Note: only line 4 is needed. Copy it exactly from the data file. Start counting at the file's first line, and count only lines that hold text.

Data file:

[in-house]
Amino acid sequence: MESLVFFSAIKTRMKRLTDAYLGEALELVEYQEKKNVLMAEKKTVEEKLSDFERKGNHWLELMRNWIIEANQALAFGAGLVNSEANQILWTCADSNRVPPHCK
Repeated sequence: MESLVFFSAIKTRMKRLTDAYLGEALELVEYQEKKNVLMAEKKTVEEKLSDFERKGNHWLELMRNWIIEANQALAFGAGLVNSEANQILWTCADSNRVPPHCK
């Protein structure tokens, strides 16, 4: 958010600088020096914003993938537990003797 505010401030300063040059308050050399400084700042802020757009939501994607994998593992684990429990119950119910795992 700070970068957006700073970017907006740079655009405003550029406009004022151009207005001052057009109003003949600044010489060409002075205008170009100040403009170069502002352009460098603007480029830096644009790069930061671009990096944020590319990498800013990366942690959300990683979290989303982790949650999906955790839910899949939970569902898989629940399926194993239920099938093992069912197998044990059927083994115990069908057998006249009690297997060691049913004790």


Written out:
């Protein structure tokens, strides 16, 4: 958010600088020096914003993938537990003797 505010401030300063040059308050050399400084700042802020757009939501994607994998593992684990429990119950119910795992 700070970068957006700073970017907006740079655009405003550029406009004022151009207005001052057009109003003949600044010489060409002075205008170009100040403009170069502002352009460098603007480029830096644009790069930061671009990096944020590319990498800013990366942690959300990683979290989303982790949650999906955790839910899949939970569902898989629940399926194993239920099938093992069912197998044990059927083994115990069908057998006249009690297997060691049913004790």